Six D.C. physicians and three pharmacists have been convicted in the last two years for illegally distributing prescription drugs -- including heroin substitutes and diet pills. The convictions are part of a nationwide crackdown that prosecutors believe is an important step in stopping the flow of drugs that supply the underground network.

Nearly all the prescription drugs illegally obtained by drug abusers come from legitimate sources, such as physicians and druggists, according to the U.S. Drug Enforcement Administration. In the last year alone, DEA estimates that 300 million dosages of prescription drugs ended up in the illegal market nationwide.

A major factor in the illicit prescriptions drug boom is the tremendous profit potential for the physician and for the dealer. For example, a Dilaudid pill, a heroin substitute popular among drug addicts, costs 17 cents when purchased legally in a drugstore. The same pill sells for between $40 and $60 a pill on the street, according to D.C. police. Physicians in the illegal drug business charge anywhere from $15 to $300 per prescription.

In one six-month period in 1978, one of the physicians convicted issued more than 1,500 prescriptions for Dilaudid that had a street value of more than $2 million, according to Douglas . Behr, an assistant U.S. attorney in charge of the prosecutions.

Many of the physicians prosecuted in the District and around the country have become, in effect, no different from drug pushers -- they sell prescriptions on demand to just about anyone who wants them, Behr said. Illegal drug distribution "is the same offense whether it's committed in an office or on a street corner," Behr said.

But the flagrant drug abuses of some physicians "sometimes blows my mind," said Stephen Stone, a DEA lawyer. "Physicians can be so successful legitimately. The vast majority of physicians (act properly) . . . sBut one bad physician can drive an incredible amount of stuff," Stone said.

In a two-year period, for example, one convicted physician wrote prescriptions for 32,000 Dilaudid tablets. And police investigators found that the same doctor issued 91 percent of the Dilaudid filled by one pharmacy during the period, according to assistant U.S. attorney Joseph F. McSorley.

Dr. Julia D. Brown, a D.C. physician judged mentally incompetent to stand patient eight prescriptions for six different drugs, a total of 500 pills, including Valium, Quaaludes, Preludin -- all on the same day, according to prosecutors. Another District physician convicted on one count of illegal distribution, Dr. Sammye A. Belcher, wrote prescriptions often with little or no physical examination, and in such diverse locations as her kitchen, bedroom and living room, the government said.

And Dr. Pinyon L. Cornish, 79, was convicted of writing a bogus Dilaudid prescription in the name of a patient five days after the same patient died, prosecutors said. (Cornish even signed the man's death certificate, a prosecutor said.)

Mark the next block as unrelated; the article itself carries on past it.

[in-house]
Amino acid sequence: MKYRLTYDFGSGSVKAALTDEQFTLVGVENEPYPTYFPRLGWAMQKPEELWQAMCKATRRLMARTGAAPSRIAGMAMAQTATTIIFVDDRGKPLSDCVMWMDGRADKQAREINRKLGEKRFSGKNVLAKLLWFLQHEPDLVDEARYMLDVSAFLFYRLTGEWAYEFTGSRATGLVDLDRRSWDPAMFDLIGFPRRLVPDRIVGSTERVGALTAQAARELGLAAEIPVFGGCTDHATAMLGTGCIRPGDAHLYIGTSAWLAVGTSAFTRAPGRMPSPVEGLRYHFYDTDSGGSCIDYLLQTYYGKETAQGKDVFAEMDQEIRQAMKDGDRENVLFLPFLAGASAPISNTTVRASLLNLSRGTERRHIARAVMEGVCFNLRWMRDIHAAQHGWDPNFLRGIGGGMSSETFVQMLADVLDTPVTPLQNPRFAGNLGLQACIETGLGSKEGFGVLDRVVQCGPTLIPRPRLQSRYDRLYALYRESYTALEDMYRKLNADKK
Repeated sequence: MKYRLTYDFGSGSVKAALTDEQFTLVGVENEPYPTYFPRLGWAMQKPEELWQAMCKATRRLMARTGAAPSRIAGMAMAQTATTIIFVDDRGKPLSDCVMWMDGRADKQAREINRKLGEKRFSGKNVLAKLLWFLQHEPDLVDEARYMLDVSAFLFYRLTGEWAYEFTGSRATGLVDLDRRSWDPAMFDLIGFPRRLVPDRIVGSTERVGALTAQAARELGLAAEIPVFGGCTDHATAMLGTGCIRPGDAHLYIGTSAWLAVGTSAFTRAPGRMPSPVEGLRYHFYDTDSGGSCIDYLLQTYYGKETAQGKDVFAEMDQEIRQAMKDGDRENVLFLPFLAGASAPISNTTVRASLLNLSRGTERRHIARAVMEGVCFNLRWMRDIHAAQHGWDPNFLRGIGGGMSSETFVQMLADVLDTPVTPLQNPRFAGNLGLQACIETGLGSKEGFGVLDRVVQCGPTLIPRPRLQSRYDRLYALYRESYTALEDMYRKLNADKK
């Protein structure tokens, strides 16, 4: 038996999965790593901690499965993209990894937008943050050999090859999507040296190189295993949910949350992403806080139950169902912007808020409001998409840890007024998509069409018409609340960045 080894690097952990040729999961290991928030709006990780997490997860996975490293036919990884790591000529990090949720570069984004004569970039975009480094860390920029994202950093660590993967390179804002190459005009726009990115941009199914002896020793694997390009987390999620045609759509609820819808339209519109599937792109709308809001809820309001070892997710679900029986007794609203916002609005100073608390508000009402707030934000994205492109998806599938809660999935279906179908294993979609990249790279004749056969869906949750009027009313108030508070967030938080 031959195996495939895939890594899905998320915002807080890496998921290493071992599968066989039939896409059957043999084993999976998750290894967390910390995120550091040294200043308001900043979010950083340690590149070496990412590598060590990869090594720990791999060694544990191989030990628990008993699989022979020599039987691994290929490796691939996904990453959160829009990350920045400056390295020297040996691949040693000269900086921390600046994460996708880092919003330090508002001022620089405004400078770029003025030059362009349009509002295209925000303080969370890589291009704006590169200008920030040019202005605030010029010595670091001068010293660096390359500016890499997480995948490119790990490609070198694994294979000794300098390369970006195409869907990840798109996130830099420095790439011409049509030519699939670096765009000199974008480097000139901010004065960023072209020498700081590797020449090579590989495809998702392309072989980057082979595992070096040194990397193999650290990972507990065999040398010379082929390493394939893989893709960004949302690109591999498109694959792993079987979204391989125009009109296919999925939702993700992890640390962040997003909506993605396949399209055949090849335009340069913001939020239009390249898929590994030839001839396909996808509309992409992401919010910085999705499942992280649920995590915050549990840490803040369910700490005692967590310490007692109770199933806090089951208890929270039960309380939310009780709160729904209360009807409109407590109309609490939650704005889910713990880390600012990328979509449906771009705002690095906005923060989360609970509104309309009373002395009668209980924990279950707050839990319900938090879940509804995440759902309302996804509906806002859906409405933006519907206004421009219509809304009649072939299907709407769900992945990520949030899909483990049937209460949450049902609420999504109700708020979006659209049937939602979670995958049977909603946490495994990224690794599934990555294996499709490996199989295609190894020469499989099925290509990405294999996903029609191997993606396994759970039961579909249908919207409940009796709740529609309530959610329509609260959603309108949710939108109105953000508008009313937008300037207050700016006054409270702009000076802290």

One convicted pharmacist, Terry M. Watts, 38, was accused of writing prescriptions in the name of a nonexistent doctor, Behr said. The phone number for the fake physician turned out to be a pay phone, Behr added.

Other physicians convicted on illegal drug charges in the probe include a city employe whose job was to examine drug addicts at a District methadone clinic and an assistant professor of pediatrics at Howard University.

Capt. James Nestor, who supervises a special 11-person drug diversion unit of the D.C. police narcotics squad, said investigations of physicians and druggists violating the drug laws can take nearly two years and are difficult to develop. "If a doctor takes a guy's blood pressure and gives a half-way examination, he can beat us," Nestor said.

Nonetheless, prosecutors have obtained convictions in nine of the 10 physician-druggist cases prosecuted in the District in the last two years. Charges wer dismissed against Brown after she was adjudged mentally incompetent to stand trial. The licenses of at least three of the seven physicians prosecuted were revoked. And two physicians each received active prison sentences of six months. Most were given suspended sentences, fined and placed on probation.

Federal regulations provide that physicians must show that the drugs given to a patient are for a legitimate medical need and were prescribed as the result of a doctor-patient relationship, according to DEA lawyer Stone. tA pharmacist, in turn, has a "corresponding responsibility" to make sure that a prescription is for a legitimate medical purpose, Stone said. It is not enough for pharmacists to simply verify that a physician signed prescriptions, Stone said. "If (a druggist) suddenly starts seeing a lot of skinny people coming in for diet pills . . . he can't close his eyes and make believe he doesn't see them," Stone said.

The physicians convicted so far in the drug probe are:

Nahid I. Holum, 43, who was employed in a D.C. government drug clinic. Holum, who is appealing her conviction, is on leave without pay from her $22,672-a-year city job, a city spokesman said. The criminal charges concerned alleged illegal distribution of drugs in her private practice.

Samuel B. Rosser, an assistant pediatric professor at Howard's School of Medicine. The university plans to look into the matter after it receives official notification of the conviction, a spokesman said yesterday.

John B. Fegan, a veteran of more than 30 years of private practice in the District.

Marshall D. Nickerson, convicted on mail fraud and drug distribution charges; as well as Cornish and Belcher. The pharmacists, in addition to Watts, were Rodney L. Eidsness and Eric A. Wynkoop.